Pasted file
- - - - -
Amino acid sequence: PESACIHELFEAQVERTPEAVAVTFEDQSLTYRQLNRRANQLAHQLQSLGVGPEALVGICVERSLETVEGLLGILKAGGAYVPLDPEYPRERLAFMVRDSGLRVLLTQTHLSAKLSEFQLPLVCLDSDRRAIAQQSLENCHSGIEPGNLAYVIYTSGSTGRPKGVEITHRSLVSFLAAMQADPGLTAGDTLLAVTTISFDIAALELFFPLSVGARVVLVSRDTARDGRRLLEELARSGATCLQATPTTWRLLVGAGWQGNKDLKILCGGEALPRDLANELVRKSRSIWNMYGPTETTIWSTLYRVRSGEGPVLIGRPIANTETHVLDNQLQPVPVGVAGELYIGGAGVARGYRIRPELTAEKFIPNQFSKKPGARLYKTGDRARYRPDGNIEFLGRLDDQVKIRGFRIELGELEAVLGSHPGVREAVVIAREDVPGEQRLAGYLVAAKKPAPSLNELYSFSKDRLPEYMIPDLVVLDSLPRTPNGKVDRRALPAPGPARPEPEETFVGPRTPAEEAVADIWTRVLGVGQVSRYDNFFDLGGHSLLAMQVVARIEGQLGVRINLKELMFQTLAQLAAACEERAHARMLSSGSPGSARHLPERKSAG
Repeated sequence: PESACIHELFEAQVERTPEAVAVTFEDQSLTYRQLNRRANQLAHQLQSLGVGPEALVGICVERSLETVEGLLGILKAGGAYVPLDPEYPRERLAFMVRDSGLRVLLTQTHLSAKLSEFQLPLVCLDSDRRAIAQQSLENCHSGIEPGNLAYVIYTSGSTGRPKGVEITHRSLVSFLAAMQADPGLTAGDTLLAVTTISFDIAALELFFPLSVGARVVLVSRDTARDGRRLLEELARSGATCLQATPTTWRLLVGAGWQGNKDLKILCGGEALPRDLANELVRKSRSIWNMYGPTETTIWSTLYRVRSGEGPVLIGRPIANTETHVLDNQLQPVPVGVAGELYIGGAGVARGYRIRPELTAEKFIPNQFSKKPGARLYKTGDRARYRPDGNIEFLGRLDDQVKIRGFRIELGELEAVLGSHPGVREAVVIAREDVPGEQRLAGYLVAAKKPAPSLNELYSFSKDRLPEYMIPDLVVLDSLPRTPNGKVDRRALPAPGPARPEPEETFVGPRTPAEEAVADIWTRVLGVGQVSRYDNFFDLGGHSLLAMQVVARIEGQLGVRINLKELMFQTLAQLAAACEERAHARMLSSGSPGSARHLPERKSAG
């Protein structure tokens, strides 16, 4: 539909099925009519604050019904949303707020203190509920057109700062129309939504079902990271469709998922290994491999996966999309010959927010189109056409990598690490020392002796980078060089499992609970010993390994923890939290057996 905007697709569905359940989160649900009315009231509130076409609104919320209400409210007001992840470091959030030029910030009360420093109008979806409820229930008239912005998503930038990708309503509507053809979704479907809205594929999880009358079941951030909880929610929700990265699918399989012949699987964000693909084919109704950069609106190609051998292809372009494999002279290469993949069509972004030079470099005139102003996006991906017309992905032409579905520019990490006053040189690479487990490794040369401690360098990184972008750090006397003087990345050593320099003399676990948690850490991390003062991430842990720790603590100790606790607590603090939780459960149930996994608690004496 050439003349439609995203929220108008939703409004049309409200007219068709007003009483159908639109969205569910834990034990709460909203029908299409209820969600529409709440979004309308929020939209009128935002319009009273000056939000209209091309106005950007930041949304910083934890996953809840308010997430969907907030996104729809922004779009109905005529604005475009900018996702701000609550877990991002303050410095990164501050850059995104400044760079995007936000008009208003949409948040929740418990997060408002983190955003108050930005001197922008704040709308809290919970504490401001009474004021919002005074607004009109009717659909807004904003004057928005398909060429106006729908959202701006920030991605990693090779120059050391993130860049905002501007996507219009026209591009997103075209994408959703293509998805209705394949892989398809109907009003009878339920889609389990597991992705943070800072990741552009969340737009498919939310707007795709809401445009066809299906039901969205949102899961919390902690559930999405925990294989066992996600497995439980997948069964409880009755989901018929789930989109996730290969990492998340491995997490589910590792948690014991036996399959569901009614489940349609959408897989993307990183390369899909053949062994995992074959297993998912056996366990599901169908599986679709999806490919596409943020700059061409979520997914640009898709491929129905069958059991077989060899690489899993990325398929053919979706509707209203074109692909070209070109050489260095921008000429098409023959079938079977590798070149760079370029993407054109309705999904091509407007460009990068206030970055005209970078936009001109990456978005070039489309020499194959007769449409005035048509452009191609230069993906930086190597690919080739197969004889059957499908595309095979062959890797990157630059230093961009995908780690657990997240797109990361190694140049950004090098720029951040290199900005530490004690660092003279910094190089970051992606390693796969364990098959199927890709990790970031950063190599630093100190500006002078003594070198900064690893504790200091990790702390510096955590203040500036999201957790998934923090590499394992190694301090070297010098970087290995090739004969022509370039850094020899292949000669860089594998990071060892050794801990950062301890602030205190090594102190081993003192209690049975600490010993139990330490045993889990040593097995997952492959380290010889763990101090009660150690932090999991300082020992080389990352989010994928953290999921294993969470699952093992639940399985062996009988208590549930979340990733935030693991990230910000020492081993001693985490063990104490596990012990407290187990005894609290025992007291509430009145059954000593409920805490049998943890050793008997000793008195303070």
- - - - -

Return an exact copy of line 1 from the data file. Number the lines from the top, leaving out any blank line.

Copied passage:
Amino acid sequence: PESACIHELFEAQVERTPEAVAVTFEDQSLTYRQLNRRANQLAHQLQSLGVGPEALVGICVERSLETVEGLLGILKAGGAYVPLDPEYPRERLAFMVRDSGLRVLLTQTHLSAKLSEFQLPLVCLDSDRRAIAQQSLENCHSGIEPGNLAYVIYTSGSTGRPKGVEITHRSLVSFLAAMQADPGLTAGDTLLAVTTISFDIAALELFFPLSVGARVVLVSRDTARDGRRLLEELARSGATCLQATPTTWRLLVGAGWQGNKDLKILCGGEALPRDLANELVRKSRSIWNMYGPTETTIWSTLYRVRSGEGPVLIGRPIANTETHVLDNQLQPVPVGVAGELYIGGAGVARGYRIRPELTAEKFIPNQFSKKPGARLYKTGDRARYRPDGNIEFLGRLDDQVKIRGFRIELGELEAVLGSHPGVREAVVIAREDVPGEQRLAGYLVAAKKPAPSLNELYSFSKDRLPEYMIPDLVVLDSLPRTPNGKVDRRALPAPGPARPEPEETFVGPRTPAEEAVADIWTRVLGVGQVSRYDNFFDLGGHSLLAMQVVARIEGQLGVRINLKELMFQTLAQLAAACEERAHARMLSSGSPGSARHLPERKSAG